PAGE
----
LONDON – A waning appetite for luxury and growing macroeconomic pressures dented Richemont’s growth in the first six months of the year, with sales climbing 6 percent to 10.2 billion euros, and profit from continuing operations up 3 percent to 2.7 billion euros.
At constant exchange rates, sales in the six months to Sept. 30 were up 12 percent.
That growth was bolstered chiefly by the jewelry division, where sales rose 10 percent at actual rates. Sales in the watch division were down 3 percent, while the other businesses division, which includes fashion and accessories, rose 1 percent.
In the key Asia-Pacific region, sales were 14 percent higher than during the corresponding period last year, while in the Americas region, they contracted by 4 percent.
Johann Rupert, founder and chairman of Compagnie Financière Richemont, said that while the first half had started strongly and “beyond our expectations,” growth eased in the second quarter as inflationary pressure, slowing economic growth and geopolitical tensions began to affect customer sentiment.
Those headwinds were made worse by strong comparatives with the same period last year, he added.
“Consequently, we have seen a broad-based normalization of market growth expectations across the industry. The positive news is that a soft-landing scenario seems to be prevailing in major economies with still higher growth expected from China, which should benefit from stimulus measures,” Rupert noted.
He was positive about the future, adding that Richemont had maintained “financial discipline” during the first six months, allowing for targeted investments and a further strengthening of operations.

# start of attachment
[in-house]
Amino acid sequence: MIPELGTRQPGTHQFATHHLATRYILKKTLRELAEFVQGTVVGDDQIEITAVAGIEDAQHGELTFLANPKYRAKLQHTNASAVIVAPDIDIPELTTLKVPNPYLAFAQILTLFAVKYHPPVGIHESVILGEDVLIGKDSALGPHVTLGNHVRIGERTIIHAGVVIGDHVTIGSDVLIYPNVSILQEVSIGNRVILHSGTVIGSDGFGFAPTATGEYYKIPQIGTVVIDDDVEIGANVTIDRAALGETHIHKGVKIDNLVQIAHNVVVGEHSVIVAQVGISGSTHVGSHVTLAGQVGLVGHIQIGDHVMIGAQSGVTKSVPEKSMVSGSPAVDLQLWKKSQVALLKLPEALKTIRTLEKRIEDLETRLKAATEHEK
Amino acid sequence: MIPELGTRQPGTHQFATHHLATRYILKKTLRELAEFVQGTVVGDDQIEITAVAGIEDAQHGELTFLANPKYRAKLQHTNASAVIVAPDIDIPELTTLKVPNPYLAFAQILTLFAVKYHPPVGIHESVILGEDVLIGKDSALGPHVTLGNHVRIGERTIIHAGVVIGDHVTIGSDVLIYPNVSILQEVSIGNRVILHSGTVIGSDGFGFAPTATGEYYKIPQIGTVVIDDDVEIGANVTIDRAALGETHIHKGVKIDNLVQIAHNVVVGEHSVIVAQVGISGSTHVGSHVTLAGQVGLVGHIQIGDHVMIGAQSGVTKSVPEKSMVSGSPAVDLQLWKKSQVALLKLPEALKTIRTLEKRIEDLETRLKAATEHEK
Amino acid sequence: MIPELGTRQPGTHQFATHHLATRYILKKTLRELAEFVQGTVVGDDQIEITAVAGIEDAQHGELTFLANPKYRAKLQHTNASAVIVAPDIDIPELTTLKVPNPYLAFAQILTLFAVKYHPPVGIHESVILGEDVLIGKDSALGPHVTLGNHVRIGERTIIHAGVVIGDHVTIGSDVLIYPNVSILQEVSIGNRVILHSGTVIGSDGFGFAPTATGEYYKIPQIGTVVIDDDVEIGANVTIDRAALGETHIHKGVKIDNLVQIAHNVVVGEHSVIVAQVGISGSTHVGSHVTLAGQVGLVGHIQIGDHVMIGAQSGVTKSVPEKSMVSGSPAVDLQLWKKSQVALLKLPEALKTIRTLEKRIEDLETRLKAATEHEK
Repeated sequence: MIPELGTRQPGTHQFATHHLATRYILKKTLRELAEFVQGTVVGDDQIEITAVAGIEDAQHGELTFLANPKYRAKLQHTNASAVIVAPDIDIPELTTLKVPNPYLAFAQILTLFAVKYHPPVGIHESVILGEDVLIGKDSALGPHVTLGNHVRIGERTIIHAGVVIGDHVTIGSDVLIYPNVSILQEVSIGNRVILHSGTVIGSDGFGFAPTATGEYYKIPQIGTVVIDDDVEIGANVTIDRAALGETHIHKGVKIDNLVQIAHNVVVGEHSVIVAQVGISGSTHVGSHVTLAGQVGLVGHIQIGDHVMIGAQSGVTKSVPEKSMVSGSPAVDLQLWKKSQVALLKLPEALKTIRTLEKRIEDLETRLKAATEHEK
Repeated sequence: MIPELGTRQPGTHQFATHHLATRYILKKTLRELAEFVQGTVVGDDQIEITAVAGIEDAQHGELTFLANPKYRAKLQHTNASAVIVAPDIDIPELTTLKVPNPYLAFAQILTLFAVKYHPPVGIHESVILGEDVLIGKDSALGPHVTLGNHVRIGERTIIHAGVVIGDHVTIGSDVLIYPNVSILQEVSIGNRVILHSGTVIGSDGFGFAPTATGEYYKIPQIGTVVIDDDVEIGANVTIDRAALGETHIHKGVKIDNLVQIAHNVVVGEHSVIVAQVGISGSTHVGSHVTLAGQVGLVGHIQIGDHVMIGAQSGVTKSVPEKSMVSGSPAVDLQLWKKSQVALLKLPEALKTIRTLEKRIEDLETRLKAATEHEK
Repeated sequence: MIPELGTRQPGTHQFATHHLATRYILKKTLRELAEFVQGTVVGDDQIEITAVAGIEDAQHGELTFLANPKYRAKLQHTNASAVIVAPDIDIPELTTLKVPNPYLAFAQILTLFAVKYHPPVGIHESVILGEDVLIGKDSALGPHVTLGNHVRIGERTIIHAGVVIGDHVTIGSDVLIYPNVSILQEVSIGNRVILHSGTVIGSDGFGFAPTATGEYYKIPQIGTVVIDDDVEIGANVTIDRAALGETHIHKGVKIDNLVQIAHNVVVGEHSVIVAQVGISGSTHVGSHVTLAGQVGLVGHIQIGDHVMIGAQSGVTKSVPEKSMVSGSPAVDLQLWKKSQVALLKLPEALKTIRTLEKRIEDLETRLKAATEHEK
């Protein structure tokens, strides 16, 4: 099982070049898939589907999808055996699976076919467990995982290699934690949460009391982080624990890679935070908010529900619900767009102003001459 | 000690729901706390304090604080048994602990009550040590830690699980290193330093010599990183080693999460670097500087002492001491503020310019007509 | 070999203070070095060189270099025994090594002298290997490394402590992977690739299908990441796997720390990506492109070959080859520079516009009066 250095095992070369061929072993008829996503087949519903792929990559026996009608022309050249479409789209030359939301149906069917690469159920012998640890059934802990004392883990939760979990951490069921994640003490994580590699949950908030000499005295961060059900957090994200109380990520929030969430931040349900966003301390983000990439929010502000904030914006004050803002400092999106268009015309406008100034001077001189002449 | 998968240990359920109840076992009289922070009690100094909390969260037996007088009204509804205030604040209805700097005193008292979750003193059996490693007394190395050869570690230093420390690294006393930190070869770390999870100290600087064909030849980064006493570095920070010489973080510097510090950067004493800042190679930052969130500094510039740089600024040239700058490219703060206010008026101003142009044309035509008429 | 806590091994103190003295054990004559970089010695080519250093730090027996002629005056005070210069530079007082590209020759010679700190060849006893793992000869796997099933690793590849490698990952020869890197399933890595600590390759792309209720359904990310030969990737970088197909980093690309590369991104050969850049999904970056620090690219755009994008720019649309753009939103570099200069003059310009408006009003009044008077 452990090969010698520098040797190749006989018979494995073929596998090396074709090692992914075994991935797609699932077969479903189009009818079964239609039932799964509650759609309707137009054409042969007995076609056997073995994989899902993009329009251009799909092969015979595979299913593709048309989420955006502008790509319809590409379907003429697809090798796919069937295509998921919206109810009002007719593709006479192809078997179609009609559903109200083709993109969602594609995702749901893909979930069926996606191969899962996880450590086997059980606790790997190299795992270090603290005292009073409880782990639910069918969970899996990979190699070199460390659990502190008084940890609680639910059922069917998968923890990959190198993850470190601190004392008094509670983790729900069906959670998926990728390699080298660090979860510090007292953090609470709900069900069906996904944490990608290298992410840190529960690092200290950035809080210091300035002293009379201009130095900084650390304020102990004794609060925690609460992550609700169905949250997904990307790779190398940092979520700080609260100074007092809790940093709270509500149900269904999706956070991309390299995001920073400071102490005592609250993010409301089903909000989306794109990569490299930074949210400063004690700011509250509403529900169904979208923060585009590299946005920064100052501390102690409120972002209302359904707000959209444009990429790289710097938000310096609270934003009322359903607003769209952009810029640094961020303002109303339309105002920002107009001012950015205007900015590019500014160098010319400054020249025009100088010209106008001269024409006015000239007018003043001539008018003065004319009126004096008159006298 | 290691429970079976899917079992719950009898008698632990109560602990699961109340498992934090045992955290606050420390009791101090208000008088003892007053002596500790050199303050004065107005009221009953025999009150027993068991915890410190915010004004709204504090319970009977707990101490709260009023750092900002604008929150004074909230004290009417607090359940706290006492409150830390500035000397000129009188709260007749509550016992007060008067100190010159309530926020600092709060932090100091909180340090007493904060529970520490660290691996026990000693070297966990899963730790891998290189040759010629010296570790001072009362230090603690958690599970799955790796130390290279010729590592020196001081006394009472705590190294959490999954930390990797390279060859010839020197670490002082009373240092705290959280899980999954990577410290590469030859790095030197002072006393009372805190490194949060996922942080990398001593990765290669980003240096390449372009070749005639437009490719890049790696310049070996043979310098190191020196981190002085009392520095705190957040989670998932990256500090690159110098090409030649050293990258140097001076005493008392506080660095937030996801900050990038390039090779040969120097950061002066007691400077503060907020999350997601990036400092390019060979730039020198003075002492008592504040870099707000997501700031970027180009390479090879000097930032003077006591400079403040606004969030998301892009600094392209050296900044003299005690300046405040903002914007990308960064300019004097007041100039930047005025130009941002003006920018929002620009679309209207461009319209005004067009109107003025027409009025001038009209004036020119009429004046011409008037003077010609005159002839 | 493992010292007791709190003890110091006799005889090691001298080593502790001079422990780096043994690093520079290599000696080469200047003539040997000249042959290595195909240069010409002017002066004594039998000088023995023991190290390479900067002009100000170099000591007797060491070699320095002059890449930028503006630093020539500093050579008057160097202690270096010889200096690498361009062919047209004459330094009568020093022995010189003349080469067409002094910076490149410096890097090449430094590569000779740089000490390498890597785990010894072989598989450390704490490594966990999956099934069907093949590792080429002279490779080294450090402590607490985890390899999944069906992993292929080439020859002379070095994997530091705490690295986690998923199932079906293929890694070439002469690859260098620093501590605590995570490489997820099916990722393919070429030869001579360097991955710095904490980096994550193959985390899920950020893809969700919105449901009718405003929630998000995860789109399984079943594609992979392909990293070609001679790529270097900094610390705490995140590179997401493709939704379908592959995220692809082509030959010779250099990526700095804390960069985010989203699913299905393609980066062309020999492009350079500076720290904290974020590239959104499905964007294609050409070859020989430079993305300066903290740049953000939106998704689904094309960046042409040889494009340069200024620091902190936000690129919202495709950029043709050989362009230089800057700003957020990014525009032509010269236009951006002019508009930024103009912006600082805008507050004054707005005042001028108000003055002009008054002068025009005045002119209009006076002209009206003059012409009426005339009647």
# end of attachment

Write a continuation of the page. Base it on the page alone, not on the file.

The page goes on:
“Our solid balance sheet enables us to manage for the long term, investing in a discerning manner in talent, research and development, production, distribution and sustainability initiatives. I have every confidence in the long-term prospects of our group,” Rupert said.
Analysts have widely been anticipating a slowdown in luxury generally, and at Richemont specifically.
As reported, last month RBC downgraded Richemont’s share price target to 130 Swiss francs from 170 Swiss francs for the next 12 months based on new, lower earnings estimates.
For fiscal 2024, the current financial year, the bank reduced Richemont’s revenue estimate by 2 percent and EBIT, or earnings before interest and taxes, by 5 percent.
The bank said that Richemont could be particularly vulnerable to the normalization in luxury spending given the higher price points of fine jewelry “and, arguably, the higher feel-good factor required” to purchase it.
Richemont, owner of brands including Cartier, Van Cleef & Arpels and IWC, had already begun to feel the impact of waning demand and the increasingly brutal macro environment earlier this year.
Following Richemont’s first-quarter results announcement in July, shares closed down more than 10 percent at 137.90 Swiss francs after the luxury goods giant reported a 2 percent contraction in sales in the key Americas region, and a miss on projections in Asia Pacific.